Working Together: Skills and Labour Market Integration of Immigrants and their Children in Finland

    While Finland’s foreign-born population remains small by international standards, growth has been amongst the fastest in the OECD. Finland’s foreign-born population have lower employment rates than native-born Finns, and women, in particular, are struggling to integrate and face incentives to stay in the home. Indeed, the employment gap among those arriving from outside the European Union is among the largest in the OECD. This risks long-term implications for the integration of their children, many of whom are struggling to thrive in the Finnish school system. Large inflows of asylum seekers in 2015 put integration squarely on the agenda, and Finland developed a number of innovative integration policies in response. Yet, numbers have since fallen dramatically, raising questions of how to respond to the needs of a large cohort without scaling up the integration system on a permanent basis. This review, the second in a series on the skills and labour market integration of immigrants and their children, provides an assessment of these and other challenges. It includes a holistic assessment of Finland’s integration services – such as the new modular integration training, and the Social Impact Bond – as well as challenges related to settlement, early labour market contact and workplace segregation. An earlier review in the series looked at integration policies in Sweden (2016).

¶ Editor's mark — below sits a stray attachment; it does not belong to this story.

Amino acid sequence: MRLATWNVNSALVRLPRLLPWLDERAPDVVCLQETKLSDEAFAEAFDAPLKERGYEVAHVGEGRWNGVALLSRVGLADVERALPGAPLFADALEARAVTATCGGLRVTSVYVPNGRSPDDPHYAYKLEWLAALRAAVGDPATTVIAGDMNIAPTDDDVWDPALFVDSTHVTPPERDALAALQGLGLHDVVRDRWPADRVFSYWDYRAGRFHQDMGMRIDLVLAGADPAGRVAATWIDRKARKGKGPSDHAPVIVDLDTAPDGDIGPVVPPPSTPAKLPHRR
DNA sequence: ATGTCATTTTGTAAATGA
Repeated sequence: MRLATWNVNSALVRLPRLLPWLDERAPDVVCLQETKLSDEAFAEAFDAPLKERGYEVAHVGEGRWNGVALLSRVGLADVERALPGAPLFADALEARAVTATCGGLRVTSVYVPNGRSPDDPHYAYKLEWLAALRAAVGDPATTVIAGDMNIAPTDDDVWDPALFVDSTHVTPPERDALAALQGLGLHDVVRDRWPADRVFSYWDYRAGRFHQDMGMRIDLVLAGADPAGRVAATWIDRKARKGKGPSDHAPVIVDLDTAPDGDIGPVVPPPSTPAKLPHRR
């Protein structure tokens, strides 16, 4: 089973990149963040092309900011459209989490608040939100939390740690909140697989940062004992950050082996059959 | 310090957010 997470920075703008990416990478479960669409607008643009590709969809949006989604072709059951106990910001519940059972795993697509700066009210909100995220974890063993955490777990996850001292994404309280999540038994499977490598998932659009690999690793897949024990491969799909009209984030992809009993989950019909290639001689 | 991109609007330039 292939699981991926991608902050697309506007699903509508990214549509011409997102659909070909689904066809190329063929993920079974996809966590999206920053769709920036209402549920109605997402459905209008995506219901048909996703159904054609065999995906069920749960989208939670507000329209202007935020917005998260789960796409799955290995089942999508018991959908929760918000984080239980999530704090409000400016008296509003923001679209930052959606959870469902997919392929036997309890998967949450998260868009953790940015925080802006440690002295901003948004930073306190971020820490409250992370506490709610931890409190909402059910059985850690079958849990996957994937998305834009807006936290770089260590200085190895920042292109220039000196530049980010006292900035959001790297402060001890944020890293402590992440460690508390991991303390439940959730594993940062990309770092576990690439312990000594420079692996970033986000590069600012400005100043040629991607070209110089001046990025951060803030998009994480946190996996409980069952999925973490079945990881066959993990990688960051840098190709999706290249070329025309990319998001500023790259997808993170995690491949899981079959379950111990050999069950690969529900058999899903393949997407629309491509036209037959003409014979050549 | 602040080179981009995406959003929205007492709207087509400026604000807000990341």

• 21-August-2018

    English

    OECD Tax Policy Reviews: Slovenia 2018

    This report is part of the OECD Tax Policy Reviews. The Reviews are intended to provide independent, comprehensive and comparative assessments of OECD member and non-member countries’ tax systems as well as concrete recommendations for tax policy reform. By identifying tailored tax policy reform options, the objective of the Reviews is to enhance the design of existing tax policies and to support the adoption of new reforms.This report provides a comprehensive tax policy assessment of the taxes paid by individuals in Slovenia as well as tax reform recommendations. The report is divided into six chapters, with a summary of the main findings upfront, followed by more detailed recommendations at the end of chapters 3 to 6.  Chapter 1 sets the scene for tax reform in Slovenia. Chapter 2 focuses on the labour market, social policy and tax policy related challenges. The ensuing chapters assess the financing of the social security system (Chapter 3), identify strategies to strengthen the design of personal income tax (Chapter 4), indirect taxes (Chapter 5), and the taxation of capital income at the individual level (Chapter 6).
  • 26-July-2018

    English

    Working Together for Local Integration of Migrants and Refugees in Barcelona